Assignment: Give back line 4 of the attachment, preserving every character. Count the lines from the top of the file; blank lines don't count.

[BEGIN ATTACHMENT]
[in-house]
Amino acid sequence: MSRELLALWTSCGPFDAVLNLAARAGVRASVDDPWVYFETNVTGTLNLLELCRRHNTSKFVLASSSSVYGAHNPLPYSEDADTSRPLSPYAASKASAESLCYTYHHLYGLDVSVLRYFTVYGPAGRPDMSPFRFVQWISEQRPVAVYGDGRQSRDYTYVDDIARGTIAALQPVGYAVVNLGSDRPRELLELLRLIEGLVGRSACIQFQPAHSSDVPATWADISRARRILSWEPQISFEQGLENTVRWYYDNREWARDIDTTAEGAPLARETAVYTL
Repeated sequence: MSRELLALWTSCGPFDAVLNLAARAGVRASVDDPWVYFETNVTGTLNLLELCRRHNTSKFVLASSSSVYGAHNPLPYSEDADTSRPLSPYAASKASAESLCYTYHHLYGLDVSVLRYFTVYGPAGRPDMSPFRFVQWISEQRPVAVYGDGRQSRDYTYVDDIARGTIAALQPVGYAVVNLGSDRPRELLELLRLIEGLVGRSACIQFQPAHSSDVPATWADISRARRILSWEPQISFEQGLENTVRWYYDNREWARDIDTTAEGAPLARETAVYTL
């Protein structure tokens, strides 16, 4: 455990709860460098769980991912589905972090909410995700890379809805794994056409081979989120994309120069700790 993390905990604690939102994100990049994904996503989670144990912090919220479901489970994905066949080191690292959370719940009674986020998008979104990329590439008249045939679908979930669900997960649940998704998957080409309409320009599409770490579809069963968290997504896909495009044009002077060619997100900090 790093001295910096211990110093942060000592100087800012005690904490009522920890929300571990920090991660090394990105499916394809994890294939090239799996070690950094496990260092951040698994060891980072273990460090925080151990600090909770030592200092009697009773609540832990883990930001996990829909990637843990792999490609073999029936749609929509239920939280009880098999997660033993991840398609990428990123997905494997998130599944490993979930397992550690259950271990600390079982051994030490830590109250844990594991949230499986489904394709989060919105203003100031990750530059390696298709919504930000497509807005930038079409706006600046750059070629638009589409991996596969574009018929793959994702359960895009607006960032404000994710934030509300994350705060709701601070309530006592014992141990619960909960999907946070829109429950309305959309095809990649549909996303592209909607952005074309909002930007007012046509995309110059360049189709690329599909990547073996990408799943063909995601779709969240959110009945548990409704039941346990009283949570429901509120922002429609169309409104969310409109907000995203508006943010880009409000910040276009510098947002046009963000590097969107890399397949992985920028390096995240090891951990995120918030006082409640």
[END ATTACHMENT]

């Protein structure tokens, strides 16, 4: 455990709860460098769980991912589905972090909410995700890379809805794994056409081979989120994309120069700790 993390905990604690939102994100990049994904996503989670144990912090919220479901489970994905066949080191690292959370719940009674986020998008979104990329590439008249045939679908979930669900997960649940998704998957080409309409320009599409770490579809069963968290997504896909495009044009002077060619997100900090 790093001295910096211990110093942060000592100087800012005690904490009522920890929300571990920090991660090394990105499916394809994890294939090239799996070690950094496990260092951040698994060891980072273990460090925080151990600090909770030592200092009697009773609540832990883990930001996990829909990637843990792999490609073999029936749609929509239920939280009880098999997660033993991840398609990428990123997905494997998130599944490993979930397992550690259950271990600390079982051994030490830590109250844990594991949230499986489904394709989060919105203003100031990750530059390696298709919504930000497509807005930038079409706006600046750059070629638009589409991996596969574009018929793959994702359960895009607006960032404000994710934030509300994350705060709701601070309530006592014992141990619960909960999907946070829109429950309305959309095809990649549909996303592209909607952005074309909002930007007012046509995309110059360049189709690329599909990547073996990408799943063909995601779709969240959110009945548990409704039941346990009283949570429901509120922002429609169309409104969310409109907000995203508006943010880009409000910040276009510098947002046009963000590097969107890399397949992985920028390096995240090891951990995120918030006082409640």